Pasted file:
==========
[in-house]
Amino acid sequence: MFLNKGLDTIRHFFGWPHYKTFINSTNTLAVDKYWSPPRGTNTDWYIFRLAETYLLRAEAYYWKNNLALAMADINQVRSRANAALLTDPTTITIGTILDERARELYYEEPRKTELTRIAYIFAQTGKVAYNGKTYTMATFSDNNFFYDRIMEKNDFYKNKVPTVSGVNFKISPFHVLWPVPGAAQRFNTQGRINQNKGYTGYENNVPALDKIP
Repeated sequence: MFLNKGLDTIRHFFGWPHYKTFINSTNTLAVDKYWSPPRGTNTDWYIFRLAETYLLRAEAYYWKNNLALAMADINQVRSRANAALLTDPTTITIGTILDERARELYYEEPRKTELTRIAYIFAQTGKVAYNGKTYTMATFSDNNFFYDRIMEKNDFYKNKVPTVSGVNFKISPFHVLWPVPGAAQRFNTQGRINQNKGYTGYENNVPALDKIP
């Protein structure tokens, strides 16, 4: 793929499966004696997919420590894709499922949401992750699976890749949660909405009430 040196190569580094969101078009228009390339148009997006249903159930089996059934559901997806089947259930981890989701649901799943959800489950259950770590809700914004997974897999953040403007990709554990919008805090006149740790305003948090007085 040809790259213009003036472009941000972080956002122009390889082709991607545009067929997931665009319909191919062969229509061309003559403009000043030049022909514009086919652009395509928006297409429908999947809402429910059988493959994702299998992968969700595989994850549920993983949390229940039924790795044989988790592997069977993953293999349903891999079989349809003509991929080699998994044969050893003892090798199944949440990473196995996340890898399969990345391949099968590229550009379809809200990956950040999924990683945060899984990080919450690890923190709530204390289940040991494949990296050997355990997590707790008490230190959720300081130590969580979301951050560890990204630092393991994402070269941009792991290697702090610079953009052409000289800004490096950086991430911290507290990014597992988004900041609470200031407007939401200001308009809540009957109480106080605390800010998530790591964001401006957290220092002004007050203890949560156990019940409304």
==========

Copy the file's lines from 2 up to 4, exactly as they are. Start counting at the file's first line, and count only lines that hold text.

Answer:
Amino acid sequence: MFLNKGLDTIRHFFGWPHYKTFINSTNTLAVDKYWSPPRGTNTDWYIFRLAETYLLRAEAYYWKNNLALAMADINQVRSRANAALLTDPTTITIGTILDERARELYYEEPRKTELTRIAYIFAQTGKVAYNGKTYTMATFSDNNFFYDRIMEKNDFYKNKVPTVSGVNFKISPFHVLWPVPGAAQRFNTQGRINQNKGYTGYENNVPALDKIP
Repeated sequence: MFLNKGLDTIRHFFGWPHYKTFINSTNTLAVDKYWSPPRGTNTDWYIFRLAETYLLRAEAYYWKNNLALAMADINQVRSRANAALLTDPTTITIGTILDERARELYYEEPRKTELTRIAYIFAQTGKVAYNGKTYTMATFSDNNFFYDRIMEKNDFYKNKVPTVSGVNFKISPFHVLWPVPGAAQRFNTQGRINQNKGYTGYENNVPALDKIP
């Protein structure tokens, strides 16, 4: 793929499966004696997919420590894709499922949401992750699976890749949660909405009430 040196190569580094969101078009228009390339148009997006249903159930089996059934559901997806089947259930981890989701649901799943959800489950259950770590809700914004997974897999953040403007990709554990919008805090006149740790305003948090007085 040809790259213009003036472009941000972080956002122009390889082709991607545009067929997931665009319909191919062969229509061309003559403009000043030049022909514009086919652009395509928006297409429908999947809402429910059988493959994702299998992968969700595989994850549920993983949390229940039924790795044989988790592997069977993953293999349903891999079989349809003509991929080699998994044969050893003892090798199944949440990473196995996340890898399969990345391949099968590229550009379809809200990956950040999924990683945060899984990080919450690890923190709530204390289940040991494949990296050997355990997590707790008490230190959720300081130590969580979301951050560890990204630092393991994402070269941009792991290697702090610079953009052409000289800004490096950086991430911290507290990014597992988004900041609470200031407007939401200001308009809540009957109480106080605390800010998530790591964001401006957290220092002004007050203890949560156990019940409304």